Yesterday Greek Prime Minister Alexis Tsipras spoke in front of the European Parliament in an attempt to gain support for his proposals from Europe’s democratically elected representatives. Despite some areas of common ground, the many of the leaders of the political groupings in the European Parliament decided to lecture Comrade Tsipras about the Greek Crisis as well as making political points rather than providing meaningful solutions.
It is imperative therefore to call out the hypocrisy of some of MEPs that spoke, particularly as those most critical decided that partisan politics was more important than expressing a united front to solve the systemic problems of the EU’s current institutions.
Comrade Tsipras began his speech by calling for a socially just and economically sustainable solution to the Greek Crisis, which he also correctly characterised as a pan-European crisis requiring a pan-European solution. By citing the referendum result from last Sunday, Tsipras argued that the Greek people’s voice couldn’t be ignored because it illustrated that the series of recessions caused by imposed austerity measures had now reached an unbearable level.
As well as referring to the crushing economic crisis facing Greece, the Prime Minister also reflected on the history of Europe as being one of “compromise, convergence and unity”, asking for the same principles to be implemented to assist Greece out of its financial problems. The SYRIZA Leader received applause from across the chamber when he pointed out that the impasse created between the creditors and the Greek government existed long before SYRIZA came to power and that, “[Greece] has been turned into an austerity laboratory, with the experiment not being a success”.
Before laying out his proposals, Mr Tsipras also gave a backhanded remark toward those powers in Europe advocating the same austerity and monetarism staking that the bailouts never “trickled down” to the ordinary people of Greece. In my view the reforms proposed by Tsipras (reducing unemployment, carrying out reforms of the economic and political systems and getting a package to restore growth) are a solid foundation upon which to build further consensus, although a legitimate criticism could be a lack of detail in his speech.
Tsipras was correct in the reforms he proposed because they spoke to his own party and voters that supported addressing income inequality and ending political cronyism whilst also being somewhat acceptable to the different ideologies of the people sat before him.
Of the eight political group leaders in the European Parliament, the European Peoples’ Party Leader Manfred Weber gave a speech which, if it had to be summarised, would be a patronising hatchet job of Tsipras in which he both denounced the referendum and lectured the Prime Minister on democracy. His argument began by citing the lack of proposals put forward by the Greek government, even though last week the creditors had been criticised for essentially crossing out all of the proposals of the Greek government in red pen.
Weber also decided to make political points through the grand tradition of ‘guilt by association’; he criticised Tsipras for receiving a letter from Fidel Castro and also for being applauded by the far-right and far-left groups in the European parliament. Firstly, Tsipras cannot control who sends him post, and secondly, support from people like Nigel Farage and Marine Le Pen is for different ideological reasons centred around their wishes to see the collapse of the European project, something that Tsipras does not wish to see. Weber derided Tsipras’ use of ‘solidarity’ by commenting that five EU countries have a lower standard of living than Greece, as if this was justification to continue pushing more of the Greek people into destitution and hunger.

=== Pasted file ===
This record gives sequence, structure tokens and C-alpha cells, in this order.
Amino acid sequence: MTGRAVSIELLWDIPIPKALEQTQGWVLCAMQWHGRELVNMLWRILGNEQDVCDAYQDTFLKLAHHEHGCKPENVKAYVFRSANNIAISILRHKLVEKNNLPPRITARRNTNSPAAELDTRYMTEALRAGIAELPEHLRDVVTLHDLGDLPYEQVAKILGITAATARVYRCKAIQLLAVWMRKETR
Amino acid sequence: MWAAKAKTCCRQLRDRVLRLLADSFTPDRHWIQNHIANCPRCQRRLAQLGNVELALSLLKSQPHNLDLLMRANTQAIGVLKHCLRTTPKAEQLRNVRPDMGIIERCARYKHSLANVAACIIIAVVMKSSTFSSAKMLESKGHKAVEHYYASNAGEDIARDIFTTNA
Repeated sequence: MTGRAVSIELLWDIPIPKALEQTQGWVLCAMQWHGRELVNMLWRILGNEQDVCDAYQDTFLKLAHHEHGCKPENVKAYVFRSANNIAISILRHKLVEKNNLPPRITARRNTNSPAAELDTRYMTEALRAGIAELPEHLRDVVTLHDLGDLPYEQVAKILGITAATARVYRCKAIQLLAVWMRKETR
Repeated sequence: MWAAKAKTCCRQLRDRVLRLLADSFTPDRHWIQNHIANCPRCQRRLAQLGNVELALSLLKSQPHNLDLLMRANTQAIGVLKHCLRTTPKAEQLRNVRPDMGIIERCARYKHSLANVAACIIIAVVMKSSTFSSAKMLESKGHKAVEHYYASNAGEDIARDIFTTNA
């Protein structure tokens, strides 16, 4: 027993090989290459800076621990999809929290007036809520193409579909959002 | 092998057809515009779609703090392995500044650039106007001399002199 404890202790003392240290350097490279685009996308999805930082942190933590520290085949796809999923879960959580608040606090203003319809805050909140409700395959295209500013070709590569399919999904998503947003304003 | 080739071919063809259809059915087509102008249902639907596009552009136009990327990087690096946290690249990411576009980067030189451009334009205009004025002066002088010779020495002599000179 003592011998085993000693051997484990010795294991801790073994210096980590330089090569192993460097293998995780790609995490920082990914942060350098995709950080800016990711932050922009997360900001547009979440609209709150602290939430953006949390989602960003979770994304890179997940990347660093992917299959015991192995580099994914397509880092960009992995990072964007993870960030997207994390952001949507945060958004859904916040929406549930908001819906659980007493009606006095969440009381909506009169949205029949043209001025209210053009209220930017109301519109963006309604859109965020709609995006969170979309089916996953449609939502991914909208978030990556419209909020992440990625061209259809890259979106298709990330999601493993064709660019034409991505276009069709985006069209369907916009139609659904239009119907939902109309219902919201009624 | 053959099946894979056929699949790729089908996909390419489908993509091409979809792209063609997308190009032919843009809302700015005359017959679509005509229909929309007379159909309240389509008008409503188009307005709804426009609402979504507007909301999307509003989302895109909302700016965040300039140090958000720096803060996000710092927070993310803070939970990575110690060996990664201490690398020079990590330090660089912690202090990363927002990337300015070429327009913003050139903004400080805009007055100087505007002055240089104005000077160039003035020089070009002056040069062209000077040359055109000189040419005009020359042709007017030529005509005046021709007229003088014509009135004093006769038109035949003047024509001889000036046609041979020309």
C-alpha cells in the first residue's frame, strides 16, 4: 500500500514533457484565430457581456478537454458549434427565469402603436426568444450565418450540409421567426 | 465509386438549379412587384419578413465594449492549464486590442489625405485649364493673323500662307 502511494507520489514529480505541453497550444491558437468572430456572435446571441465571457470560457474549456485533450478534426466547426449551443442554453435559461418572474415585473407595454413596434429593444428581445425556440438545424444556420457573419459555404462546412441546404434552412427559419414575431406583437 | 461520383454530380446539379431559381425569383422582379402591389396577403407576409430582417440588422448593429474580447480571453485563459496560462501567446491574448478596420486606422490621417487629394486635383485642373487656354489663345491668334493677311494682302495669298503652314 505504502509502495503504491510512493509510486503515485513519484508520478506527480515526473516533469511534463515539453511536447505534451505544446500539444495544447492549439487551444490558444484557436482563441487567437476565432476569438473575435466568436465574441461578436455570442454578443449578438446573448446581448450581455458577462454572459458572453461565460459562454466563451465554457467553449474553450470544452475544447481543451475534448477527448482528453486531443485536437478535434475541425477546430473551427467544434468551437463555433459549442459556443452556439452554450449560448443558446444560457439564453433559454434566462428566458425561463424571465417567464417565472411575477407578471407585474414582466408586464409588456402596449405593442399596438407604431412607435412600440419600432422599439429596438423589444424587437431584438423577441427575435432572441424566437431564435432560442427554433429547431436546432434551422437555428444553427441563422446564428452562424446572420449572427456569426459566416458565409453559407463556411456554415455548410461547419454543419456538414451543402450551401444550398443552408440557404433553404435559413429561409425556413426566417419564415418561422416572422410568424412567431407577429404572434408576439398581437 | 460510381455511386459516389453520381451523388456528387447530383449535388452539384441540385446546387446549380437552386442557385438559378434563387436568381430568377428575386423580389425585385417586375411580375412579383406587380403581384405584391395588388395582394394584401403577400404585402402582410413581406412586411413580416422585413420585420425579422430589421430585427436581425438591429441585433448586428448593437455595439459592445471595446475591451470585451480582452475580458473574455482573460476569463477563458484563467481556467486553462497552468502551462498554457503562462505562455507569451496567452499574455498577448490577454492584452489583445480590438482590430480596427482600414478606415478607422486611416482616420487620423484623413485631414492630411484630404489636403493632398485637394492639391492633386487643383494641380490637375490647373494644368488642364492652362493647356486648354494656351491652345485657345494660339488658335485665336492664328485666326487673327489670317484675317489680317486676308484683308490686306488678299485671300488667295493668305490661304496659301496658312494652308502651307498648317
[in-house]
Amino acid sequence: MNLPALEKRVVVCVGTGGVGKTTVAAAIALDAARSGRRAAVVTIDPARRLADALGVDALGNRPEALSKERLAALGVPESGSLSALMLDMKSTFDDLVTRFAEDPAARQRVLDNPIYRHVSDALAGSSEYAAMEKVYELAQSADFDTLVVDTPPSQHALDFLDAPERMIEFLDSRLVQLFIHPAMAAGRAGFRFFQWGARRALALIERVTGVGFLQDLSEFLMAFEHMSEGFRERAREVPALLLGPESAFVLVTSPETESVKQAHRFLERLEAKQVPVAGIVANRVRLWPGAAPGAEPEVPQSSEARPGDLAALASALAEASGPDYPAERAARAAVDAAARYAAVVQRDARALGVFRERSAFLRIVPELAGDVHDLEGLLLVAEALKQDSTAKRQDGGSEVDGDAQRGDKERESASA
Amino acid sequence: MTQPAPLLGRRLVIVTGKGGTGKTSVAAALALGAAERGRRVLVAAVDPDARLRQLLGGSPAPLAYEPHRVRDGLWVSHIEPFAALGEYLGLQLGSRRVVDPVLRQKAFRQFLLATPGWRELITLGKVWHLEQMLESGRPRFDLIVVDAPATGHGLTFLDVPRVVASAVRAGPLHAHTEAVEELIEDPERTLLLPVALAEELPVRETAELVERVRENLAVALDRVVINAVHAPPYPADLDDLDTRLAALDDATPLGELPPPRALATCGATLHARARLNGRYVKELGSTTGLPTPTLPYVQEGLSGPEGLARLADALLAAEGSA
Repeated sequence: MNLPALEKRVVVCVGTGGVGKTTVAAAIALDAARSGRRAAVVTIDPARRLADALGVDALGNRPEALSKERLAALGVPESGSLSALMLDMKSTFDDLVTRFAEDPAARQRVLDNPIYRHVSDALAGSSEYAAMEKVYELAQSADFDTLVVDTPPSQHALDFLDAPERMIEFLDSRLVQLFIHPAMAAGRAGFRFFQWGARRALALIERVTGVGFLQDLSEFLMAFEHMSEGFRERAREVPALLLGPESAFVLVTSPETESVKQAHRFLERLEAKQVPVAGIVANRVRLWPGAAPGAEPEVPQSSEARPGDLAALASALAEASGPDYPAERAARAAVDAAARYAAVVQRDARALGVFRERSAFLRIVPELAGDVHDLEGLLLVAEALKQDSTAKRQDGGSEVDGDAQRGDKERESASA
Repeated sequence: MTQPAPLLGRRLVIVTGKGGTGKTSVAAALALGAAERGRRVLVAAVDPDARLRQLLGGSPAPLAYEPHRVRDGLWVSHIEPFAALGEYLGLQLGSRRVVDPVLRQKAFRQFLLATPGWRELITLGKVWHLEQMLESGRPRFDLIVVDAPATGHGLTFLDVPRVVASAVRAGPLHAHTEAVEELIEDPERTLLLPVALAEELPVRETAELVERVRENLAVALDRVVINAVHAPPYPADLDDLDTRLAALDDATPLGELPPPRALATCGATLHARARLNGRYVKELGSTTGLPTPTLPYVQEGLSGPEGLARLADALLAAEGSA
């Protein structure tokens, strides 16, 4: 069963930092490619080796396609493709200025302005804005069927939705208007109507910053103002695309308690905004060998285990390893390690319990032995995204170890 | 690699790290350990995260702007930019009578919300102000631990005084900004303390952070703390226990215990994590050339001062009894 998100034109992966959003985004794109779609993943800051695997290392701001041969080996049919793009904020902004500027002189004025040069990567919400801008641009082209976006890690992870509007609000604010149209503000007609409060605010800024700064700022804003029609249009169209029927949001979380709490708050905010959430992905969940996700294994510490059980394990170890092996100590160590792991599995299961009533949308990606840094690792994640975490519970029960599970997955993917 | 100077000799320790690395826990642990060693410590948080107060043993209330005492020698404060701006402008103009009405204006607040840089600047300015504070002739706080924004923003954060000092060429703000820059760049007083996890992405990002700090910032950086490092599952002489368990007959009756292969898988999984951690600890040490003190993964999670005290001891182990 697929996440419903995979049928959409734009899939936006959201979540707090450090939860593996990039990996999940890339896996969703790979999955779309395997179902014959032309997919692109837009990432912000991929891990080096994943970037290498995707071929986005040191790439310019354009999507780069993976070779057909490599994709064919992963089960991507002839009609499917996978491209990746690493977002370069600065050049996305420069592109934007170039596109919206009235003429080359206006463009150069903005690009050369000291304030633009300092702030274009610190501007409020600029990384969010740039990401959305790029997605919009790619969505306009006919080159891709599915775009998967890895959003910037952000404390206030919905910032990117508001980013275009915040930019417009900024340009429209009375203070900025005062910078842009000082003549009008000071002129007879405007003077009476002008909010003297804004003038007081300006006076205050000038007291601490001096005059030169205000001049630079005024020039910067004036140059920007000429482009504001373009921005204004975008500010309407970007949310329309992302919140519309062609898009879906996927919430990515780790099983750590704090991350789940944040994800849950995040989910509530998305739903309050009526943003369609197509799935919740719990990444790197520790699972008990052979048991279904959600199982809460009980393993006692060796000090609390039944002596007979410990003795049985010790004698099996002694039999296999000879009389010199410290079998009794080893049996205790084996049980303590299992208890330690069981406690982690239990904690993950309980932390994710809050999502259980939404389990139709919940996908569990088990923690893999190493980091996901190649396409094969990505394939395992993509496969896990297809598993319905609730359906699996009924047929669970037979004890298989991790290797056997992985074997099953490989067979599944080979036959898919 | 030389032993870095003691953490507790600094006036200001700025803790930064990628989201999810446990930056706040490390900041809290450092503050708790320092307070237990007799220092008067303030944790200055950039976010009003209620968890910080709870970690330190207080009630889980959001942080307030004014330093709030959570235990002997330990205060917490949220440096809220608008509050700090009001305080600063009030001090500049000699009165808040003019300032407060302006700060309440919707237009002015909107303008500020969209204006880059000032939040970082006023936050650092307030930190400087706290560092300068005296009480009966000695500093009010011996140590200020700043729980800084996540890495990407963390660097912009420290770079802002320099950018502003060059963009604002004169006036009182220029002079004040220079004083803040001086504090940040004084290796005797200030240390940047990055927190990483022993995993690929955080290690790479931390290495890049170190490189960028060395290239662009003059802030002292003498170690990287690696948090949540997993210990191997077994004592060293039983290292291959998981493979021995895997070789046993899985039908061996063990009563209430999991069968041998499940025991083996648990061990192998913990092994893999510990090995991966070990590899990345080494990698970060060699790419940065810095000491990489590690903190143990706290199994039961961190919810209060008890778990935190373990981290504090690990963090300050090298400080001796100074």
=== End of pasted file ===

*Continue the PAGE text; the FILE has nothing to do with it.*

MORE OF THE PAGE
His final point was regarding European culture. Weber sanctimoniously criticised the referendum by claiming that Europe was about compromise before segwaying into talking about democracy as an abstract concept, making comments about other European nations wanting to stop bailing out Greece, essentially implying that compromise with the creditors trumps the democratic will of the Greek people.
In summary Weber stated that Tsipras didn’t like Europe and that it was the Troika that wants to see success, whereas the Greek government wanted to see failure. The huge irony of Weber’s tirade is that, even when ignoring the fact that he derided the merits of democracy despite being an elected representative, the pro-European government of Greece whose leader called on compromise and unity had been accused of fostering division and anti-European sentiment; unsurprisingly the chamber gave a mixed reaction of right-wing applause and choruses of boos.
The next speech was from the Socialist and Democrats’ Gianni Pittella, who decided to speak in terms of solidarity and unity with Greece stating that “Europe without Greece is unthinkable, Europe would no longer be itself”.
In rightly criticising Weber’s remarks, Pittella implored the European Parliament to refrain from division and to stand above party politics.
On more practical points, Pittella commented that the conditions exist for an agreement this week, specifically citing clamping down on tax evasion, improved labour rights and a restructuring of debt that had bee promised to the Greek government in 2012. Pittella also agreed with SYRIZA’s demands from a few weeks ago calling for a European debt conference as has happened in the past whilst also considering the possibility of the pooling of debt.
The comments from Pittella were much more constructive than those of the EPP leadership and was met with applause once he sat down after delivering the following call to action: “I say to you that I am a European. And as Europeans, we Socialists will never accept Grexit. Never!”
The European Conservatives and Reformist representative Ryszard Antoni Legutko followed with a short speech that could only be described as devoid of substance and any potential solutions to the Greek Crisis. To his credit he made an accurate point that the creditors are making Greece suffer for ideological reasons, and that the stability of the Eurozone is more important than the suffering of the Greek people. However, in the same speech Legutko criticised the referendum, made snarky comments about the different rounds of talks and how “the word ‘final’ in the phrase ‘final talks’ no longer means that”, as if pointing out the desperation of both sides to solve the problem is in any way helpful.
Former Belgian Prime Minister Guy Verhofstadt was next to speak on behalf of the Alliance of Liberals and Democrats for Europe group, who attempted to walk the line between angry outbursts and constructive criticism, whilst also leaving enough room for contradicting himself.